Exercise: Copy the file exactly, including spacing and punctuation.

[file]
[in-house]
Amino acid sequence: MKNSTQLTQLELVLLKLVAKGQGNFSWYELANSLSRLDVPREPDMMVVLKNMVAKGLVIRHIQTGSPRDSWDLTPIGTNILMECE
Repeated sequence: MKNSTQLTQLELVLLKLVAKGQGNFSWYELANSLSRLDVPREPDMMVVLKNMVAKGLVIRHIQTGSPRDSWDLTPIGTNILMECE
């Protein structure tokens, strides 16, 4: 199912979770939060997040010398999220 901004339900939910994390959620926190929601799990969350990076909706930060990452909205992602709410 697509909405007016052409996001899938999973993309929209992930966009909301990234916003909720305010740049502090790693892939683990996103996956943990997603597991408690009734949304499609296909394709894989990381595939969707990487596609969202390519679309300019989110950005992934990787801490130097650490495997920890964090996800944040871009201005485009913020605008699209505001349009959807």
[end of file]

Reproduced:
[in-house]
Amino acid sequence: MKNSTQLTQLELVLLKLVAKGQGNFSWYELANSLSRLDVPREPDMMVVLKNMVAKGLVIRHIQTGSPRDSWDLTPIGTNILMECE
Repeated sequence: MKNSTQLTQLELVLLKLVAKGQGNFSWYELANSLSRLDVPREPDMMVVLKNMVAKGLVIRHIQTGSPRDSWDLTPIGTNILMECE
């Protein structure tokens, strides 16, 4: 199912979770939060997040010398999220 901004339900939910994390959620926190929601799990969350990076909706930060990452909205992602709410 697509909405007016052409996001899938999973993309929209992930966009909301990234916003909720305010740049502090790693892939683990996103996956943990997603597991408690009734949304499609296909394709894989990381595939969707990487596609969202390519679309300019989110950005992934990787801490130097650490495997920890964090996800944040871009201005485009913020605008699209505001349009959807």